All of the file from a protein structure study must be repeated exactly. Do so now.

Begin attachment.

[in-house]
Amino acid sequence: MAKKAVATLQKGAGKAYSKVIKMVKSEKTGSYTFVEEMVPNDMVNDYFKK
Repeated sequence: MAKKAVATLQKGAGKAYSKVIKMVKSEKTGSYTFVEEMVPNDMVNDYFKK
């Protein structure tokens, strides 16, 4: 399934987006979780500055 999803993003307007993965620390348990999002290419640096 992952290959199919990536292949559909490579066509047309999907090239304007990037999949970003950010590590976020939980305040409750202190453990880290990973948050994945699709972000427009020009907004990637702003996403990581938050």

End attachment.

[in-house]
Amino acid sequence: MAKKAVATLQKGAGKAYSKVIKMVKSEKTGSYTFVEEMVPNDMVNDYFKK
Repeated sequence: MAKKAVATLQKGAGKAYSKVIKMVKSEKTGSYTFVEEMVPNDMVNDYFKK
């Protein structure tokens, strides 16, 4: 399934987006979780500055 999803993003307007993965620390348990999002290419640096 992952290959199919990536292949559909490579066509047309999907090239304007990037999949970003950010590590976020939980305040409750202190453990880290990973948050994945699709972000427009020009907004990637702003996403990581938050």